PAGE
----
A little light info to get us all started on Alto Adige / Sud Tirol:
Total Vineyard Size:
5,293 hectares | total regional vineyard including quality wines, table wines & table grapes
Dedicated to Quality:
5,119 hectares | dedicated to producing grapes for Quality wines.
Colli di Bolzano
Lago di Caldaro
% DOP / IGP
From 2013 figures it’s estimated 90% of wines produced in Alto Adige are according to EU DOP/PDO Quality standards. The region produces *3 DOP (DOC) wines, two of which are interregional with Trentino. There are 2 IGP classified wines accounting for 10% output.
As always, a number of the regions native grape varieties are used for blending purposes. That said, we’ve listed those grapes which we understand are available as mono-varietals or which are important blenders. Naturally, as we make our own discovery, we’ll update these lists.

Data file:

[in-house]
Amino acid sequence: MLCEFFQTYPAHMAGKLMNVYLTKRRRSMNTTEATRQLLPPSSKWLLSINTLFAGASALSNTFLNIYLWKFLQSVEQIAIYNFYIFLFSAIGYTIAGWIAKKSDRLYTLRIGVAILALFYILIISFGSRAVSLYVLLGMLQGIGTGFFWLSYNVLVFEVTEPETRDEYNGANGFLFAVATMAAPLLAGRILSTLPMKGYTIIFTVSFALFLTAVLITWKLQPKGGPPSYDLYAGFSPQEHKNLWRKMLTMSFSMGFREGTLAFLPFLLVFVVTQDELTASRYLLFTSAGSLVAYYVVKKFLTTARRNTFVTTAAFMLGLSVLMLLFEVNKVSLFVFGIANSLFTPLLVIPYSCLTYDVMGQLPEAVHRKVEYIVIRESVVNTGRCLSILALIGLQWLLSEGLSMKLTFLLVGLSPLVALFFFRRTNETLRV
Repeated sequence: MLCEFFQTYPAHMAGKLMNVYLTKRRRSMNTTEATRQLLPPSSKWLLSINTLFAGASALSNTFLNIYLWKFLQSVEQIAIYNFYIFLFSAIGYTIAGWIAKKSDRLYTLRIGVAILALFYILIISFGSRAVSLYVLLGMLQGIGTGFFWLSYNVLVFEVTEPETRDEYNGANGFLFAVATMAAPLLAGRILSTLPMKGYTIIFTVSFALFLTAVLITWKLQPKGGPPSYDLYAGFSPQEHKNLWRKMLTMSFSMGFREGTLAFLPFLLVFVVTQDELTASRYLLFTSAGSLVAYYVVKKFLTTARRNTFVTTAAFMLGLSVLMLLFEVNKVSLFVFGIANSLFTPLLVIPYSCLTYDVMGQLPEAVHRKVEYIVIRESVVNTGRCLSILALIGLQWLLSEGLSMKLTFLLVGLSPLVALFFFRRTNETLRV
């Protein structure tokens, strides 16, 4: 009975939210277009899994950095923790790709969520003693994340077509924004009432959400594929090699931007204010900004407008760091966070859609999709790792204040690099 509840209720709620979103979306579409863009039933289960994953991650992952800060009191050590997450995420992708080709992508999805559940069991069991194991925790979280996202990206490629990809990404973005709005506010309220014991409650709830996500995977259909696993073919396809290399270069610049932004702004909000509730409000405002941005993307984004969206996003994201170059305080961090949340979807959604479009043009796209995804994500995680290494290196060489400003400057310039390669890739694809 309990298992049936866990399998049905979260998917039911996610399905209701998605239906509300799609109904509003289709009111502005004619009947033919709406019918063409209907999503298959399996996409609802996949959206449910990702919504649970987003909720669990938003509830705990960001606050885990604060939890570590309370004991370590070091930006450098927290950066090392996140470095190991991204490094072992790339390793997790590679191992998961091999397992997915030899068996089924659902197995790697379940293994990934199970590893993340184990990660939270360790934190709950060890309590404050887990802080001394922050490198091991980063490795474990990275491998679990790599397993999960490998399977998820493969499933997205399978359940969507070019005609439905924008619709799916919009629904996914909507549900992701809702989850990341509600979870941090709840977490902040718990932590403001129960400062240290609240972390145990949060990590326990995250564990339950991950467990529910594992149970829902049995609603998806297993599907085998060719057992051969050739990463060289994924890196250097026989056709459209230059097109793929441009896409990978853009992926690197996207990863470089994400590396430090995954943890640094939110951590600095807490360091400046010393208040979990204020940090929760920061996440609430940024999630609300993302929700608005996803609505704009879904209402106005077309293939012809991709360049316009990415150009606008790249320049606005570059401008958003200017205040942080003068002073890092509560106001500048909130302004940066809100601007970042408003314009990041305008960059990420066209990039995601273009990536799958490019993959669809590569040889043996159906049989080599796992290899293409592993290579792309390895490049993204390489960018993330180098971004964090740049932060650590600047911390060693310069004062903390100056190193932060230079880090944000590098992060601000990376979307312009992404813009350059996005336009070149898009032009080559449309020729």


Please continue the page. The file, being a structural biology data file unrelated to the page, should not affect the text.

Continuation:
Also known as Schiava Piccola. Principally blended with the other two Schiava. While carrying the same prefix, by all accounts, there’s no family bond.
So far we haven’t found a monovarietal. Mostly blended with other local Schiava group members.
Considered the most widely planted of the three Schiava varieties. Schiava meaning ‘slave’ derived possibly from how it is trained. In Alto Adige, also known as Vernatsch. Difficult to ascertain what a true Schiava Grossa tastes like as the majority of wines are blended together. Intrigued.
Youthful reds, principally fruit driven rustic that soften with short exposure to wood. Sibling of Marzemino & related to Syrah. Drink ’em young.
All data is intended to be for indicative purposes only due to the variability from vintage to vintage. But we do try to keep ourselves ‘reasonably’ updated :)